Saturday 26 September 2020

A Pair of Gondolas

Earlier this week, Brian Smith sent along this very nice picture of HBIX (H.Broer Equipment) 9159, an SW 1200, sitting in St.Thomas, Ontario. Thanks Brian.  This would make for a really nice model..

Not usually too crazy about orange painted locomotives, but I do like the way this one has faded down to a pastel tone.  I don't know what exactly that grey box on the side is for, but that handrail sure is distinctive!.

Brian advises that the locomotive is being sent to the Lambton Diesel Specialists shop here in Sarnia.  I'll be keeping an eye out for it, although I doubt if I'll be able to get very close to it.  The LDS shop is located on CN property, and to get there, you have to drive past the CN police office.

I thought I'd feature this pair of RailGon gondolas this week, weathered for Jamie Barron.

The 2 RailGons spotted together in the scrap metal recycler's yard.

Rusty and stained interior, anti-rust paint at the bottom of the ribs, and overall road grime on this gondola.

The original black on this gondola was flattened down by brushing on multiple layers of  thinned acrylic "Espresso" brown craft paint. The years-old graffiti are decals, applied and then weathered over top.  It took some effort to get the decals to settle properly over the vertical ribs. The graffiti covered over part of the reporting number, so new numbers in a different font and colour are applied.

Saturday 19 September 2020

More 8 Door Boxcar Progress

The JSSX Railway blog has hit 3 years old this week.  My thanks go to everyone that looks in here.

Last week, I wrote that I'd have more done on my 86 foot SSW boxcar. And I do have, although it's still not finished up it is edging closer. A week ago, this is the way It looked... 

The grey stripes obviously not finished up.

So as of last night, the boxcar is looking like this...

The big white circle for the Cotton Belt herald was made by tracing a similar spare SP herald onto white decal paper and cutting it out with a sharp Xacto knife.  And when I say sharp, I know what I'm talking about...I'll spare everyone from having to look at my index finger as evidence (no stitches required, but it wasn't pretty).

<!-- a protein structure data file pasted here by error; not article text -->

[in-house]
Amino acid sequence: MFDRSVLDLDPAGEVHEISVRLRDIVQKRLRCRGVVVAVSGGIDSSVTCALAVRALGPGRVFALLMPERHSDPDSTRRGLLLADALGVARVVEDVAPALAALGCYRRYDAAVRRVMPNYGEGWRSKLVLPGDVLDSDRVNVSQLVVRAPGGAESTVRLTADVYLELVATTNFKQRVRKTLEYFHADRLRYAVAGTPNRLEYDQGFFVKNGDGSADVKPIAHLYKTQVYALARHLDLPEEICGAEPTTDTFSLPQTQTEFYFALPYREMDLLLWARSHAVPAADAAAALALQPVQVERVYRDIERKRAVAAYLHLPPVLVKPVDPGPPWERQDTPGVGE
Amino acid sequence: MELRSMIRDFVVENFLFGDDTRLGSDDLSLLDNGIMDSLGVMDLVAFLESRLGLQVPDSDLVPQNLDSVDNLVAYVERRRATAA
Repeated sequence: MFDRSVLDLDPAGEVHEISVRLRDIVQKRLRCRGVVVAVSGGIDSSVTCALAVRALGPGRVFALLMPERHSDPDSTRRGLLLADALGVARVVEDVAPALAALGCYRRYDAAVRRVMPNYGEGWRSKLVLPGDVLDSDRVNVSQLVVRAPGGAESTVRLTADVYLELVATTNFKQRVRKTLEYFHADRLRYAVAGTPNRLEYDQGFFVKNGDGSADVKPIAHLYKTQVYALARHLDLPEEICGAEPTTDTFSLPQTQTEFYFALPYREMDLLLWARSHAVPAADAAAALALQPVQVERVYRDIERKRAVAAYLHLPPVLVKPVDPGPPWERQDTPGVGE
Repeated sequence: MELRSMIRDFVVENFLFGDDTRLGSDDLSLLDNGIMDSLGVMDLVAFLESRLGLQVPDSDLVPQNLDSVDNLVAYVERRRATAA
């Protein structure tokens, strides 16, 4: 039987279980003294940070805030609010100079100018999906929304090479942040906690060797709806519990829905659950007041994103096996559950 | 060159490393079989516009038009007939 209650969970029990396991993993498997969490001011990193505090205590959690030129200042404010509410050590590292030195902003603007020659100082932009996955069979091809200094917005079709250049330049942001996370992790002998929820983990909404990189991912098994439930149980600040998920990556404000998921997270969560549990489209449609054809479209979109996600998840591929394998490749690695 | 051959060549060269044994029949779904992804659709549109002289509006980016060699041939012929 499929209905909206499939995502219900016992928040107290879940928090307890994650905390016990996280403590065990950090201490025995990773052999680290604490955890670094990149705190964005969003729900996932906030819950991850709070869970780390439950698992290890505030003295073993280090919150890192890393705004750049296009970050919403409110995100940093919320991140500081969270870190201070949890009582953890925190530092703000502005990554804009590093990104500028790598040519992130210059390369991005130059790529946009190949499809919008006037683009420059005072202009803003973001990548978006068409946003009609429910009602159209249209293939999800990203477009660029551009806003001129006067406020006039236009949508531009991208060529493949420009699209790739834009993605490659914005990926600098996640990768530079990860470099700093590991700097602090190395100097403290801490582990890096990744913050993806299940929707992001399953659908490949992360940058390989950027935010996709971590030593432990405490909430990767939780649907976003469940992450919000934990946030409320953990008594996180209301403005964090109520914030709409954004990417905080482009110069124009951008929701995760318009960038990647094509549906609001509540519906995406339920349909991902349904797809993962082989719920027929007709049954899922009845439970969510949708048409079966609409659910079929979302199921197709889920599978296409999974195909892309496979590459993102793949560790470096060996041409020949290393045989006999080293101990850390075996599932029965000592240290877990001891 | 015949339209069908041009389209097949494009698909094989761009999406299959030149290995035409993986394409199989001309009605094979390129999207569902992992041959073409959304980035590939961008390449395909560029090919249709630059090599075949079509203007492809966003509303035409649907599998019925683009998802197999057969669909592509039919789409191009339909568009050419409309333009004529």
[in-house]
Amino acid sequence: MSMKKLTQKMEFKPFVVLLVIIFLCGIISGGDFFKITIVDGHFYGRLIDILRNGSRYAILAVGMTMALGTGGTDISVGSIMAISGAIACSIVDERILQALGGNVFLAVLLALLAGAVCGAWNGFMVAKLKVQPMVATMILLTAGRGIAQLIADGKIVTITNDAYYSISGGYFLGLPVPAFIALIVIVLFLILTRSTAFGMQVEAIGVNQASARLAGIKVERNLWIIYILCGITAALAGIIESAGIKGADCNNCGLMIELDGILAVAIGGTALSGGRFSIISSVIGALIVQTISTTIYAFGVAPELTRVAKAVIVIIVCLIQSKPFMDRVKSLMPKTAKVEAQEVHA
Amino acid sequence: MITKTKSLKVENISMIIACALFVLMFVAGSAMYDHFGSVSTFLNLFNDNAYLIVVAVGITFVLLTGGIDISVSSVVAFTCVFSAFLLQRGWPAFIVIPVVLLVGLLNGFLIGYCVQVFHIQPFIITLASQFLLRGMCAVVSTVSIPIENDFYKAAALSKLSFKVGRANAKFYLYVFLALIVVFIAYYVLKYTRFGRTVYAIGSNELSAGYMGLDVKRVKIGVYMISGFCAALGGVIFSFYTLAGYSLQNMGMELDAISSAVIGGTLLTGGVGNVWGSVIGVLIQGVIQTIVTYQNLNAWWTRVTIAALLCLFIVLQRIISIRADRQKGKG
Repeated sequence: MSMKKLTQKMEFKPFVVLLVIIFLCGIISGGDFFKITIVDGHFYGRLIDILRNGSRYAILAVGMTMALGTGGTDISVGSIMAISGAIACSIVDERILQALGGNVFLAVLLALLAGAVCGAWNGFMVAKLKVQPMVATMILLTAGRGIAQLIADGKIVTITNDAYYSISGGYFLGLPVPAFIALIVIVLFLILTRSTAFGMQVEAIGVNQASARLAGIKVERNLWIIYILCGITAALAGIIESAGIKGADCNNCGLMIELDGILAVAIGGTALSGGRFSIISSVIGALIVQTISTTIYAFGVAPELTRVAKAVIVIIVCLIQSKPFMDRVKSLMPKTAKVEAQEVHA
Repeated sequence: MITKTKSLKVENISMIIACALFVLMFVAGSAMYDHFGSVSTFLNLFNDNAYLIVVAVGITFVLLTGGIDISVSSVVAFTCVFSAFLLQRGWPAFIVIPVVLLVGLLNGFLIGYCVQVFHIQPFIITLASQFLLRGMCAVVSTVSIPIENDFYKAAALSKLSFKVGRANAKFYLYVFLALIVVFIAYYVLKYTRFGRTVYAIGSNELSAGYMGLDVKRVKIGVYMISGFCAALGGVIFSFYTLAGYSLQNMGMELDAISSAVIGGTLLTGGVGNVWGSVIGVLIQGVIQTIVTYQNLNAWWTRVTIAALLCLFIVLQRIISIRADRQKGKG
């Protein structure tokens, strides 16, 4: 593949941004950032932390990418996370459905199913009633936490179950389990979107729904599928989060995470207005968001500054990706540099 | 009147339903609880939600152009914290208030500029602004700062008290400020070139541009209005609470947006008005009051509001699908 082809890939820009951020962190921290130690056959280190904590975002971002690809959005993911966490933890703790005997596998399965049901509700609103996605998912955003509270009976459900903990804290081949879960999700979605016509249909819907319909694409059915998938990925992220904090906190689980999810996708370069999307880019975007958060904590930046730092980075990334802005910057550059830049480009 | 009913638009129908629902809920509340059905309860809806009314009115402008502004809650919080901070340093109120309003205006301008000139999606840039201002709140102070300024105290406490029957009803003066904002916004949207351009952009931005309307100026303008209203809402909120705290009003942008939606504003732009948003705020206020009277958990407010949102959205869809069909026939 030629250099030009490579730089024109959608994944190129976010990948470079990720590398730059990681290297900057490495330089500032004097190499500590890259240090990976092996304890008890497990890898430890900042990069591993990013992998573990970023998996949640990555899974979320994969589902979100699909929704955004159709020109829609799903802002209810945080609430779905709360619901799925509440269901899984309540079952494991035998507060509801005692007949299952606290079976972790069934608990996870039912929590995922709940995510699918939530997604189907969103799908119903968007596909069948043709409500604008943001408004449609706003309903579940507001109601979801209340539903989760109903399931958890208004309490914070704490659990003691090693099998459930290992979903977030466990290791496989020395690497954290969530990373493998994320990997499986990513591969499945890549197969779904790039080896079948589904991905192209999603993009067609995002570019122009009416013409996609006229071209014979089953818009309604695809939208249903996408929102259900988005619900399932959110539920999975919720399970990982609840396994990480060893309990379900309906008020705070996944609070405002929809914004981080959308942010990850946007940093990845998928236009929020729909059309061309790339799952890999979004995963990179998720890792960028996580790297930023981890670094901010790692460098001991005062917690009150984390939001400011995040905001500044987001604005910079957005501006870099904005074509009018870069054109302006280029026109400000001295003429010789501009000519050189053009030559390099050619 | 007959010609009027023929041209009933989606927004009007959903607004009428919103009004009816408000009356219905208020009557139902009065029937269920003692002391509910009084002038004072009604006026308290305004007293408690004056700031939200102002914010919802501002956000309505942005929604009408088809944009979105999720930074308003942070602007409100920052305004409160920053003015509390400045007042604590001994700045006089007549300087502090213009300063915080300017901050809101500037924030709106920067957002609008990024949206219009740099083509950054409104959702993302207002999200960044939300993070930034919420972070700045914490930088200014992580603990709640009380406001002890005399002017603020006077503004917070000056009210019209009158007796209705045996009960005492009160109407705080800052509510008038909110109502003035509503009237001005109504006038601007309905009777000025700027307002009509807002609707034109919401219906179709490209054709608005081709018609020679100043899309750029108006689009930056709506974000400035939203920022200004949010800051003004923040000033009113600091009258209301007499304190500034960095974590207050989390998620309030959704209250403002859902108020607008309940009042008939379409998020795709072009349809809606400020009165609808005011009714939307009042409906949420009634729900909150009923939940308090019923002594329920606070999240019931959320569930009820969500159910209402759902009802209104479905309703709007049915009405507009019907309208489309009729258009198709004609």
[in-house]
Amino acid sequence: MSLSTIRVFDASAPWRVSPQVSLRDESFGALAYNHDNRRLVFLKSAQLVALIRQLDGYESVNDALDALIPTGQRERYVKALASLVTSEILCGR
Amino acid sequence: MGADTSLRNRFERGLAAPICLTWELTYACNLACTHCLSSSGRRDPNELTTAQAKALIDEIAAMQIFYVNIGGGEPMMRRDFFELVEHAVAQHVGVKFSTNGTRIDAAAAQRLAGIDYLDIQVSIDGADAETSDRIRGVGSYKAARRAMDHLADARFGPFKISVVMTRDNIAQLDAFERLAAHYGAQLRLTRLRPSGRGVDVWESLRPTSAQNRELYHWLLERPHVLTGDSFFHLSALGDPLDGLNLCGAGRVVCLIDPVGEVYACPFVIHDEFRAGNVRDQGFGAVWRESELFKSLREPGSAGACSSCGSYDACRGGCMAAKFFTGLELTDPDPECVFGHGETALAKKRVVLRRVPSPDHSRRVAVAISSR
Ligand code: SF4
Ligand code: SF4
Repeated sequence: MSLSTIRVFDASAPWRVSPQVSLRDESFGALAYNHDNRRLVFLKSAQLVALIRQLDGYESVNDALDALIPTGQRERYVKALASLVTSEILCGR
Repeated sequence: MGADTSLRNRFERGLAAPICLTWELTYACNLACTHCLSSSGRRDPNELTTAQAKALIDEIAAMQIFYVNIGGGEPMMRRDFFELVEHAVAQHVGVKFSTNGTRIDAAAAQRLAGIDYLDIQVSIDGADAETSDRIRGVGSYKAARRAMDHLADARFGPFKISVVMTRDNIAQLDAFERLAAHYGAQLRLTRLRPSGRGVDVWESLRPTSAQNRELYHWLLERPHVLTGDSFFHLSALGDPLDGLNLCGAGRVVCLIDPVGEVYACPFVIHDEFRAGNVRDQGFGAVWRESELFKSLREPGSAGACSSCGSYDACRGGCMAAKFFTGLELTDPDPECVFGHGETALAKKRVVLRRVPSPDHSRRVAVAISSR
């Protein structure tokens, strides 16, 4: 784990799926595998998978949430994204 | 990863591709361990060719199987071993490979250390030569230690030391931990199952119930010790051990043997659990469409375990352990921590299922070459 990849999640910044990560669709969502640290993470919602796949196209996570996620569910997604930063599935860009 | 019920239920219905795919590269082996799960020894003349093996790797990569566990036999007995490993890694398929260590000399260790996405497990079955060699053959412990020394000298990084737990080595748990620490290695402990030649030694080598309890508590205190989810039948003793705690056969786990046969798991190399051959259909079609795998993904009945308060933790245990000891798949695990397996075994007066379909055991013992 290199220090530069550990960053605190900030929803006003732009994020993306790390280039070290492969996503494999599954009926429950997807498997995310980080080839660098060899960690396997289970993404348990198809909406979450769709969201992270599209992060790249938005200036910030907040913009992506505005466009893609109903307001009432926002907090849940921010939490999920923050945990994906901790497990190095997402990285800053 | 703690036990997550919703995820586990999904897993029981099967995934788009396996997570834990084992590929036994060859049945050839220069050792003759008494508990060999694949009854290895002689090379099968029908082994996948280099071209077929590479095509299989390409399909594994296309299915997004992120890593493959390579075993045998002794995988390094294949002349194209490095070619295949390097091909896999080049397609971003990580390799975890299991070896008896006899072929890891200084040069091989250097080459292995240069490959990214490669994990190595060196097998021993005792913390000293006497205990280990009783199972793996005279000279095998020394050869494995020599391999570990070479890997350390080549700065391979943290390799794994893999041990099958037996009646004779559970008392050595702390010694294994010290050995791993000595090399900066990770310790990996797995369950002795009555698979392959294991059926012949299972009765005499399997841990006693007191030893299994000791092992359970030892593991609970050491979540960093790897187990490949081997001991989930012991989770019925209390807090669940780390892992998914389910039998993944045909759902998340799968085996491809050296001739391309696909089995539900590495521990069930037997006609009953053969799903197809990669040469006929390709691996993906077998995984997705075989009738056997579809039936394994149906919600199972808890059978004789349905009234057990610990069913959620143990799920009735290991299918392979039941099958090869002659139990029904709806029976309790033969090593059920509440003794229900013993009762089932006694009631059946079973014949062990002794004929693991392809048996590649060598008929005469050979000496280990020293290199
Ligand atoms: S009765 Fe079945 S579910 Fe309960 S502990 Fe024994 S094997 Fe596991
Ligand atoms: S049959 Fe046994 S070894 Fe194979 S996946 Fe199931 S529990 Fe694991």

Anyway, with the homemade circle decal applied and dried, I've added the vertical ribs overtop, using Evergreen'e .030 x .030 styrene strips cut to length. I used ordinary white glue to attach them.  I'll hand paint the portion of the ribs outside of the circle with red.

I had to cobble together the word "Hydra" from other parts of the decal sheet I'm using, and there is no "D" on the decal sheet at all, so I made one using a "C" and a "B".

And speaking of decals, the words COTTON BELT that are to go on the centre section of the boxcar are unavailable (so far as I know) in red letters, so I'm hand painting the red over the white letters on this old Cotton Belt decal set that I've had for years.

The letters on this old decal sheet are the correct size, but I need to paint them in red to match the colour of the boxcar.  Not easy, but not quite impossible either. I've unintentionally painted "outside the lines" a little bit, but been able to clean them up pretty well using a damp toothpick. I can do more touch up later, plus I still have the second set to paint as well. It's been so many years that I don't remember what I had used the missing decals on the sheet for.

On the layout itself, I added in this detail Fibre-Optic cable box, made by GLX.

Looks pretty good situated in between the JSSX tracks and the front edge of the layout

Saturday 12 September 2020

This and That

 Brian Smith sent along this very sharp looking picture CN 4730, a GP38-2 built in 1973.  Brian took the photo last Saturday at the yard in Huntsville, Ontario.